Before considering buying an EV, heres another question to answer - would you be willing to give up your gas-guzzling SUV/truck/super-sized saloon and drive a conventional, 1.6 liter, 100hp Fiat 500 or Ford Focus ? If your asnwer is "no", despite the obvious savings in fuel, then you are not ready for the EV market. EU residents who drive smaller, fuel efficient cars on a regular basis and would not be seen dead in a Ford F350 are exempt from answering.
"If the prices were comparable with those for gasoline-based vehicles, would you make the jump? "
Oh yea. And I did. And I wasn't planning on it. No more oil changes, catalytic converters, spark plugs, motor starters, maintenance schedules, etc., I went with the Mitsibushi iMiev. It's $30K. Until July 31st they're knocking off $10K (so it's $20K). And then the Feds give you a $7500 tax credit. That puts it at the cheap gas car price. From plug to wheels I consume about 250W/mile on average. So this electric car is way cheaper to drive than gas. I get about 75 miles/charge in the summer. I do have a Prius for those cross-country trips. I'm ending up putting more miles per month on my iMiev anyway. It also helped that Mitsubishi offers a 100,000 mile battery warranty. Driving all electric is extremely addictive.
BTW, I'm not a green lover. I just love the cost savings and never stopping at a gas station again. People may be surprised how their commuter car collects more miles than their cross-country cars.
Fiat's got what may be the most revealing plan -- buy one of their EVs and get up to twelve days' use of a real car. The bottom line has to be, would you buy a car offering similar performance if it were NOT an EV?
Both the economic and the environmental arguments break down under even slight examination. Environmentally, the electricity which powers an EV doesn't come out of thin air; unless your power comes from a nuclear or solar plant*, every mile you drive creates air and water pollution somewhere. There's a reason EV's are called "Coal-Powered Cars." The economic arguments fall flat as new tax schemes such as "Well-To-Wheel" (WTW) and EV Road Taxes come on line, removing any cost savings expected from abandoning gasoline. Tax subsidies -- A.K.A. "making your neighbors help pay for your car" -- have been attractive to those who don't mind looting the public treasury, but those programs are (thankfully!) winding down.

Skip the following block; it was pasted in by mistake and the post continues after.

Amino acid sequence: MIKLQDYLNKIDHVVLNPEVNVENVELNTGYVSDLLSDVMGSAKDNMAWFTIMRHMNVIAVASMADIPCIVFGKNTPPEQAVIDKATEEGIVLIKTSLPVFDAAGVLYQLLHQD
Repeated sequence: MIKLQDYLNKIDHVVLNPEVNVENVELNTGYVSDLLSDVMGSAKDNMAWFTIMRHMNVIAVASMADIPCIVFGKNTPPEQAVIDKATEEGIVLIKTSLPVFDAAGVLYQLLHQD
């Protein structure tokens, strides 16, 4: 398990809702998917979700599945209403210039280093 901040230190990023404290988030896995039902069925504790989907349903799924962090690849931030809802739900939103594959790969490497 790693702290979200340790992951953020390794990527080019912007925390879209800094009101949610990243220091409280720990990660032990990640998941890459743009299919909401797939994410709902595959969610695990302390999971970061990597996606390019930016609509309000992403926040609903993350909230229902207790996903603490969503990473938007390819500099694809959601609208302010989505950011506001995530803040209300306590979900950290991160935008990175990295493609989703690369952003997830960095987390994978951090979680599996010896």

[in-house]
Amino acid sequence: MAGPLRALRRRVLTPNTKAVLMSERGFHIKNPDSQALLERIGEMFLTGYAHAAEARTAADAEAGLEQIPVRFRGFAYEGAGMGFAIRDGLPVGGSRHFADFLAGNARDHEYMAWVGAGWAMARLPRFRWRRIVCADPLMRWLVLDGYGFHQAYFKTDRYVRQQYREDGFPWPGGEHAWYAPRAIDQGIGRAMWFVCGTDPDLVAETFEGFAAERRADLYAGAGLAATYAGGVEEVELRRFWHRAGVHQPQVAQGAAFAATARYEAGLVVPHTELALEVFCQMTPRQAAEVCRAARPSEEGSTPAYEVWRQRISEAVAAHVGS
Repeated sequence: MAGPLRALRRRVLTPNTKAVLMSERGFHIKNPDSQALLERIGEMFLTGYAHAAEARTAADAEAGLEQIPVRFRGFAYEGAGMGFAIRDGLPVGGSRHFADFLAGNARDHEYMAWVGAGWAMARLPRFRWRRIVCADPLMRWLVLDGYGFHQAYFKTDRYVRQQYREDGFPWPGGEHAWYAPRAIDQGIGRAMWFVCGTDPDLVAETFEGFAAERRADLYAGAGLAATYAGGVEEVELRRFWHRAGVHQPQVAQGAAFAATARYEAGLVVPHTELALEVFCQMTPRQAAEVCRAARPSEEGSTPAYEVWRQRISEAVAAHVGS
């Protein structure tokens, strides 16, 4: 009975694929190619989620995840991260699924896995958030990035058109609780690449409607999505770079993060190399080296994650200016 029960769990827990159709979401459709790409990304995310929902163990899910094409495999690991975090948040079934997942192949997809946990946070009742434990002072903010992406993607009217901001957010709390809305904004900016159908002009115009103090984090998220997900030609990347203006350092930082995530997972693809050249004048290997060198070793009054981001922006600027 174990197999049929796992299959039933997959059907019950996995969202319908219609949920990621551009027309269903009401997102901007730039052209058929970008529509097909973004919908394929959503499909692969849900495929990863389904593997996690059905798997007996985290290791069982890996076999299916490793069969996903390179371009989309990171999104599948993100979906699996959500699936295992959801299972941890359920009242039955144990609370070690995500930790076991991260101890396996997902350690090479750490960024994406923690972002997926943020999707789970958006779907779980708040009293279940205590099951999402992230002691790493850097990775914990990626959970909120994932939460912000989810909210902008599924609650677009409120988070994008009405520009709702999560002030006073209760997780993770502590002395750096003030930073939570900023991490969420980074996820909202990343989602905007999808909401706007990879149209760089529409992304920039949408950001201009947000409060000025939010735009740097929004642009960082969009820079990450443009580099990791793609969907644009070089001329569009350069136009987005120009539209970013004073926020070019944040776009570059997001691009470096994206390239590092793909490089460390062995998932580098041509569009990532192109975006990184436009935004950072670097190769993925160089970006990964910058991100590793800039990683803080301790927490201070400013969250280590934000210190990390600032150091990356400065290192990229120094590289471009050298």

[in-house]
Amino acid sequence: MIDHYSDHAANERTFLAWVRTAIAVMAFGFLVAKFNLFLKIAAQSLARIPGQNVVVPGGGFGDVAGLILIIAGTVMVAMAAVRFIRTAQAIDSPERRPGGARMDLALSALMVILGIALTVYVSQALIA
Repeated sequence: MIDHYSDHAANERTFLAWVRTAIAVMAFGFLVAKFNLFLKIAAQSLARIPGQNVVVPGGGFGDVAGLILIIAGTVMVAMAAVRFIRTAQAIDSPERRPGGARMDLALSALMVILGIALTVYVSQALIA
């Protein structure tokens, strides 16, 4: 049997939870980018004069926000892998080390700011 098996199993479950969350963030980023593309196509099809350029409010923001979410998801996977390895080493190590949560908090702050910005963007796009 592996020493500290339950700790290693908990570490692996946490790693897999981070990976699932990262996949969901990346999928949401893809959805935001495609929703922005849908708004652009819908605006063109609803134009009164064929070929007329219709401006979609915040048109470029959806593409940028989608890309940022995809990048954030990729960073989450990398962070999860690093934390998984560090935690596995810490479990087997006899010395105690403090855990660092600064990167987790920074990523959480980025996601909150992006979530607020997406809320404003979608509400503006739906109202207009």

So the real question is: would you accept the inconvenience, miniscule range, and discomfort of that car if it weren't an EV? If so, great! Buy it -- it's your right -- but please be sure to turn down any government incentives if you have a shred of honor. And if not, well, that's great too: you'll be amazed at how good some of today's cars are, including many of the hybrids.
* Even if you have access to "clean" solar energy, the production of those solar cells is poisoning soil, water and air in China and elsewhere, and nuclear shares some of those problems. Wind is a dead end with its own severe environmental problems.
I do remember in the late 90's a similar claim was being made about hybrids and that they would not pass the American test for price. I do think there is a place for electric vehicles. For myself I would like a limited range electric car for commuting or for across town trips. Ultimately there will be EVs. The dilemma for me is the amount of energy they consume. My goal is to be off grid completely by 2020 but the electric car will not get me there. A plug in hybrid would be a better option since I would only need to drain about 5 KW from my array and I could still drive in the winter months without drawing off my generator. For now though with the incentives and my tie in grid system, I could afford to buy the smart car EV or lease it option. A second car would give me flexibility and save me $600.00 a year in fuel costs. I could work on my present hybrid when it needs repair. So for me right now an electric car would be an option.